I am a theoretical ecologist (though I began my research career in theoretical physics), and I use mathematical models to understand how organisms interact with each other and with their environment. Biology has been described as a science of differences, and these differences manifest themselves at many levels: species use different strategies to survive, individuals of the same species can display a wide diversity of traits and life histories, and populations change over space and time. I am particularly interested in the ways that these different kinds of heterogeneity affect how species coexist, invade, and evolve. My research interests span conservation biology, evolutionary ecology, and epidemiology.
I teach ecology, statistics, and mathematical modelling. I welcome BSc, MSc, MRes, PhD students and postdoctoral fellows to my group to develop fundamental ecological theory, or to use models to address research questions in population biology from an individual-based perspective. Do email me if you are interested in developing a project.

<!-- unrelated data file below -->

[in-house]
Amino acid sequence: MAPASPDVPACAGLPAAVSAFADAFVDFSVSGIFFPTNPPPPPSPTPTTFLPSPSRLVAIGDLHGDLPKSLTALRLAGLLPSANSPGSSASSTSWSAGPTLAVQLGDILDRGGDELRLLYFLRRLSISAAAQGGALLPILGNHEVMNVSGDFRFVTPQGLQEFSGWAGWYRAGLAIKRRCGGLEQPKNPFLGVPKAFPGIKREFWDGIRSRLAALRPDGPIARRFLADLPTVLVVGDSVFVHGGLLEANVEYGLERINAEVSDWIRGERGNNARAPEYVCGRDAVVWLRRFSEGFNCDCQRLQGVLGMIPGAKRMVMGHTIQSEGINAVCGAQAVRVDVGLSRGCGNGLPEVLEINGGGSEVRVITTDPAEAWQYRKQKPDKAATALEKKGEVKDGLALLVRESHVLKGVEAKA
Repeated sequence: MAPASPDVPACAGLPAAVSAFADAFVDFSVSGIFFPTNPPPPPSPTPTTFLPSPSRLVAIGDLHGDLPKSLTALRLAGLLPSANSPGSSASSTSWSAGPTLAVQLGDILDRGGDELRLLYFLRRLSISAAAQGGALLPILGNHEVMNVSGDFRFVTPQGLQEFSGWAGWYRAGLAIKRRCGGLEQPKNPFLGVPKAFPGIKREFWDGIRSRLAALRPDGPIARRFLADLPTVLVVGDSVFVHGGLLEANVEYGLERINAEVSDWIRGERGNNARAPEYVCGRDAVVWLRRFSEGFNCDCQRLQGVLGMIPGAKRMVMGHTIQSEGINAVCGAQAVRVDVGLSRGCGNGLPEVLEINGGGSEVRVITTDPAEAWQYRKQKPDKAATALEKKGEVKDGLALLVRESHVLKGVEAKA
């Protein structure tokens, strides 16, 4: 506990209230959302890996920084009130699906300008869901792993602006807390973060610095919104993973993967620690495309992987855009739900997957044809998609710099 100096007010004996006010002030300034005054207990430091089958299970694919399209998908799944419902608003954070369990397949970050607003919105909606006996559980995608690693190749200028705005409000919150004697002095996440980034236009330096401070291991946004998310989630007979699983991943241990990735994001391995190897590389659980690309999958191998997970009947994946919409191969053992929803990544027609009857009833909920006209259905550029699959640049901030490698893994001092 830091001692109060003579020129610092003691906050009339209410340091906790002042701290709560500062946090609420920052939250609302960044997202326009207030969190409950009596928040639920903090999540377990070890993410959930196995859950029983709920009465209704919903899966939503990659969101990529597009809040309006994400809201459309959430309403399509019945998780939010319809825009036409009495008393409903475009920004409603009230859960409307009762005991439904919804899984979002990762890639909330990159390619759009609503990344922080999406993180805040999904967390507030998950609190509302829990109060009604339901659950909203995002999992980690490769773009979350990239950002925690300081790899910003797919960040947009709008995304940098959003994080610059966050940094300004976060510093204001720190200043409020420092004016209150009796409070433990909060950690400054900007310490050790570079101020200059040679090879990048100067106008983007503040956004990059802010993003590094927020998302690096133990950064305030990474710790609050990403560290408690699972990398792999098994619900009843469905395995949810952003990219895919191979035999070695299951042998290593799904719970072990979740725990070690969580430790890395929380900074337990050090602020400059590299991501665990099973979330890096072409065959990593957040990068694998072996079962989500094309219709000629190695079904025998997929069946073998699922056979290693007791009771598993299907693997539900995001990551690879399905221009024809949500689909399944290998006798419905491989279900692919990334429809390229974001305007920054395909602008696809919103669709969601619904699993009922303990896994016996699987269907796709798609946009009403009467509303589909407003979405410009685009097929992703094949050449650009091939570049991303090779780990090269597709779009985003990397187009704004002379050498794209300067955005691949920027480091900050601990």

I am the postgraduate research lead for the Department of Evolution, Ecology, and Behaviour. I am also the University of Liverpool's Academic Lead for the NERC Doctoral Training Partnership "Adapting to the challenges of a changing environment" (ACCE), which funds PhD studentships in the biological components of the natural environment.
Keywords: mathematical models, stochasticity, individual based models, spatial models, evolutionary ecology, epidemiology